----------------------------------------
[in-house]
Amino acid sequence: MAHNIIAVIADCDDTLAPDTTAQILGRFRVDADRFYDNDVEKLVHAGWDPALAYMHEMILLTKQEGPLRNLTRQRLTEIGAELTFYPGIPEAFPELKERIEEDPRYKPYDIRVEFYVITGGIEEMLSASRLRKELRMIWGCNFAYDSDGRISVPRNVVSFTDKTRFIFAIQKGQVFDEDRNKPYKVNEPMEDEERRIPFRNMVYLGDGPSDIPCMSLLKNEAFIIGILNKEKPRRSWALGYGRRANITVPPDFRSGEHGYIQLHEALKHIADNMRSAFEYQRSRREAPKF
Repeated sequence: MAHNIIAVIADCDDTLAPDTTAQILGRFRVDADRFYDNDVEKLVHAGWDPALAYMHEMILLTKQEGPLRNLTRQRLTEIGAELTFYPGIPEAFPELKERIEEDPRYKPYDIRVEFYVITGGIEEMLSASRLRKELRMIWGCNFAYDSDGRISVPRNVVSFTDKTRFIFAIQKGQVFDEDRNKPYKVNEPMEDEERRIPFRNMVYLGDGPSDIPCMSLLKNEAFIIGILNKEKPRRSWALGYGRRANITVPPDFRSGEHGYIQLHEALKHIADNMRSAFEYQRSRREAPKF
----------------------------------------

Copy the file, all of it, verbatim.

[in-house]
Amino acid sequence: MAHNIIAVIADCDDTLAPDTTAQILGRFRVDADRFYDNDVEKLVHAGWDPALAYMHEMILLTKQEGPLRNLTRQRLTEIGAELTFYPGIPEAFPELKERIEEDPRYKPYDIRVEFYVITGGIEEMLSASRLRKELRMIWGCNFAYDSDGRISVPRNVVSFTDKTRFIFAIQKGQVFDEDRNKPYKVNEPMEDEERRIPFRNMVYLGDGPSDIPCMSLLKNEAFIIGILNKEKPRRSWALGYGRRANITVPPDFRSGEHGYIQLHEALKHIADNMRSAFEYQRSRREAPKF
Repeated sequence: MAHNIIAVIADCDDTLAPDTTAQILGRFRVDADRFYDNDVEKLVHAGWDPALAYMHEMILLTKQEGPLRNLTRQRLTEIGAELTFYPGIPEAFPELKERIEEDPRYKPYDIRVEFYVITGGIEEMLSASRLRKELRMIWGCNFAYDSDGRISVPRNVVSFTDKTRFIFAIQKGQVFDEDRNKPYKVNEPMEDEERRIPFRNMVYLGDGPSDIPCMSLLKNEAFIIGILNKEKPRRSWALGYGRRANITVPPDFRSGEHGYIQLHEALKHIADNMRSAFEYQRSRREAPKF